The Seventh Annual Square Lake Film Festival happened last Saturday outside Stillwater. It’s a one day deal – live music and short film programs alternating all afternoon and into the night. It happens on a farm; don’t ask me how to get there. It was Highway 36 to some road to some other road, etc. etc.
The festival’s organizer, Paul Creager, uses his parents farm for the fest. When we got there, about 2:00, people had already pitched tents and the good spots (shady) were taken. We put our tent up under blaze of sun and sweat ran down my back and legs. Just a few days before I’d decided to try out some hippie deodorant, abandoning my Secret or whatever it was I was using. My new one was without those cancer-causing chemicals (has anyone ever gotten cancer from deodorant?) that relies more on baking soda and clay. Bad move. I really, really wanted some chemicals to spread on my pits after putting up that tent.
The mood at Square Lake is very chilled out. There are families there. Filmmakers. People who biked to the festival. Lots of women with armpit hair, which seems to be some kind of gauge for measuring what kind of crowd you’re in. Everyone gathered on the hillside with blankets, picnics and beer and watched the bands. We missed The Dad in Common and To Kill a Petty Bourgeoisie but were in time to see Lucy Michelle and the Velvet Lapelles. Great band, Lucy Michelle has the twang of Patsy Cline and the lonesome sound of Neko Case BUT terrible band name. I can’t remember it even two seconds after I say it.
There was a band called Ragassa. They were worried about the goat skin on their drums stretching out in the sun and heat. Think the Beatles during their time with Maharishi Yogi but without any vocals. It was an instance of the guys in the band being WAY more into their performance than anyone in the audience. Black Blondie was on next – they brought us back to life.
Throughout the afternoon, if you wanted to see short films, you needed to squeeze into a small barn (more like a shed with a curved roof but what do I know?) and if you couldn’t get a seat you could kneel or sit on a shag green rug. Something about that shag green rug gave me the heebies and I didn’t really want to touch it. Yeah, OCD or something.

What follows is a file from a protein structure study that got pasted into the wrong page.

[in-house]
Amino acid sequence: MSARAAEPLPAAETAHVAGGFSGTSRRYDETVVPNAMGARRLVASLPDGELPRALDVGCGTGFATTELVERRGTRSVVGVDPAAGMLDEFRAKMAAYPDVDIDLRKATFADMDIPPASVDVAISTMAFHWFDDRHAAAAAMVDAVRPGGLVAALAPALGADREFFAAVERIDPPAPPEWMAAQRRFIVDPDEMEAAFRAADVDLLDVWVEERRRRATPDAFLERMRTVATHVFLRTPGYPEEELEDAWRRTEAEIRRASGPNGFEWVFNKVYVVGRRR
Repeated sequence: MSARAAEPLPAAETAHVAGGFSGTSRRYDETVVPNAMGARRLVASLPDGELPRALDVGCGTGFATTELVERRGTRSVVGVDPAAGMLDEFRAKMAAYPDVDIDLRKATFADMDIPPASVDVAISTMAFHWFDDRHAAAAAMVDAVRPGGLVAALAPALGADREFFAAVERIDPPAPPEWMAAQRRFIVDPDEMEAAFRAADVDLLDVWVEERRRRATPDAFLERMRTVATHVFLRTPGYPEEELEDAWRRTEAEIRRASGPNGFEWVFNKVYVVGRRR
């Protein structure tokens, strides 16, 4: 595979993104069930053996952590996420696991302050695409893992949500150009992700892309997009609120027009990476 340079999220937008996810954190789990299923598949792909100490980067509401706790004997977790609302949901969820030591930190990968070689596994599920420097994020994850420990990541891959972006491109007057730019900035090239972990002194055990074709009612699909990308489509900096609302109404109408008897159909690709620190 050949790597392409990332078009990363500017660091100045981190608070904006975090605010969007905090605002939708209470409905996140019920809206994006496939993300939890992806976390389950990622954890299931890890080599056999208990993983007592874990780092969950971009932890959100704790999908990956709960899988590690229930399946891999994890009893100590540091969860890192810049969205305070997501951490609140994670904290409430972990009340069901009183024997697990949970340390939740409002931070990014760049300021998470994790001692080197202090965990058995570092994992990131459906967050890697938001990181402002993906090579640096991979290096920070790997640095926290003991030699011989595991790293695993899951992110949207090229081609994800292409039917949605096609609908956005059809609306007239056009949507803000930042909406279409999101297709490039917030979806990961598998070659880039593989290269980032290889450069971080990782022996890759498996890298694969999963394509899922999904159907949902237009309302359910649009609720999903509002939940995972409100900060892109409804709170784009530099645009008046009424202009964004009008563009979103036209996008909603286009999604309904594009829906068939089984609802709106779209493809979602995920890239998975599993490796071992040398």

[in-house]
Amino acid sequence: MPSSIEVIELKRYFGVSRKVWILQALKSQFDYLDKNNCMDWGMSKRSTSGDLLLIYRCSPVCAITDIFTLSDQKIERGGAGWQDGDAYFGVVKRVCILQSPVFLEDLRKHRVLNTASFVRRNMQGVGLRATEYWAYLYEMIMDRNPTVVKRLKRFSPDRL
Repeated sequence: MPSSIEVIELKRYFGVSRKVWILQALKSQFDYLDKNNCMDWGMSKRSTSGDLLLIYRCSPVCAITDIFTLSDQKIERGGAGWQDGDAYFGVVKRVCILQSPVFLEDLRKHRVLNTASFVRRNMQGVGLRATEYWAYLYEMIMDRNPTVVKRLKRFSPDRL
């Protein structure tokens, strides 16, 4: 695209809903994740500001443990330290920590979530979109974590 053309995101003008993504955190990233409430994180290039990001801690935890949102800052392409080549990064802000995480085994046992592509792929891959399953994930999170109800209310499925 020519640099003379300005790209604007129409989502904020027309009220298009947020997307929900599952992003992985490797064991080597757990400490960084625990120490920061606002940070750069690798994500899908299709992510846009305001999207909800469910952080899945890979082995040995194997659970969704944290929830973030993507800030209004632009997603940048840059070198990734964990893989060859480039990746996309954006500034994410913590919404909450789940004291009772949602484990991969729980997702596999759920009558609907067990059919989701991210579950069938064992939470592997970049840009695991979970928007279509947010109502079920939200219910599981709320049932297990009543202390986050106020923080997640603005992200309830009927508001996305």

Square Lake ramps up when the sun goes down and the lights start rotating through the trees and the big outdoor screen goes up. We ate bagels and M&Ms and watched The Owls, Happy Apple and then Fort Wilson Riot. Fort Wilson wrote a score to go along with a silent short film from 1909 called “The Devilish Tenant.” With the music, it was fantastic. The kind of thing you wish you could reproduce in your backyard so you could watch it again and again at night. There were two short film programs sandwiched in there too – the standouts for me were the “Arctic Quadrangle Episodes 1 & 2,” “Beelin” and “Born Into Captivity.”
Maybe it was heat or the boxed wine or just exhaustion but the entire night seemed to slide by in a few minutes and then we were hauling our stuff – blanket, cooler, shoes, food – back to our tent. We went into our tent and listened to the end of Spaghetti Western String Co. Then the rest of the Square crew headed back to their tents and there was the usual sounds of late night revelry. Beers popped open. Someone who knew their way around a guitar played some songs and someone told a story about how high they got after smoking an entire boll by themselves (seemed to involve a lot of shaking and a poor memory the next day). Then things started to quiet down.
Except for The Losers. The Losers decided to sit in their camp chairs and talk as loudly as possible about terrible music. Then they hauled out a radio/stereo/boombox from the 1980s and played some of this music. To them, it was a religious experience. To us, it was torture.
“This song is about my entire life!”
“Here’s the drum solo, man!”
“Hey, go to number 11 next, if you don’t mind.”
“Queue up this disc next. It’s a mix I made for the drive out here.”
Completely oblivious to the sleeping campground and chirping crickets around them, this went on and on. They were the kind of people who really didn’t give a goddamn about anyone else. Then they began to tell their stories about drinking and getting high. Why do people think this is interesting? I’ve been guilty of telling drunk stories myself from time to time, although I try to focus on my more spectacular episodes, but now I fully realize just how boring they are and resolve to never tell them again.
At 3:30 in the morning, the woman in the group cranked yet another tune and cried out, “If I could fuck this song, I would!” This was an interesting, if stupid, statement. It started my brain cranking. What song would I fuck if I could? What movie? What book? This was going nowhere good. Once I start thinking and participating in a conversation in my head, I’m up.
This inspired my move to the car. I wasted an hour there thinking I could sleep in the back with the seats folded down but it wasn’t a perfectly flat surface, so I kept sliding down and had to sleep at an angle to be able to stretch my legs. Finally, I switched to the front passenger seat, where I passed out for a few hours before waking to sunlight and some guy doing tai chi by the house with his shirt off.
Ah, Square Lake. See you next year. But I’ll be going home around midnight.
Up next… The Fashion of Square Lake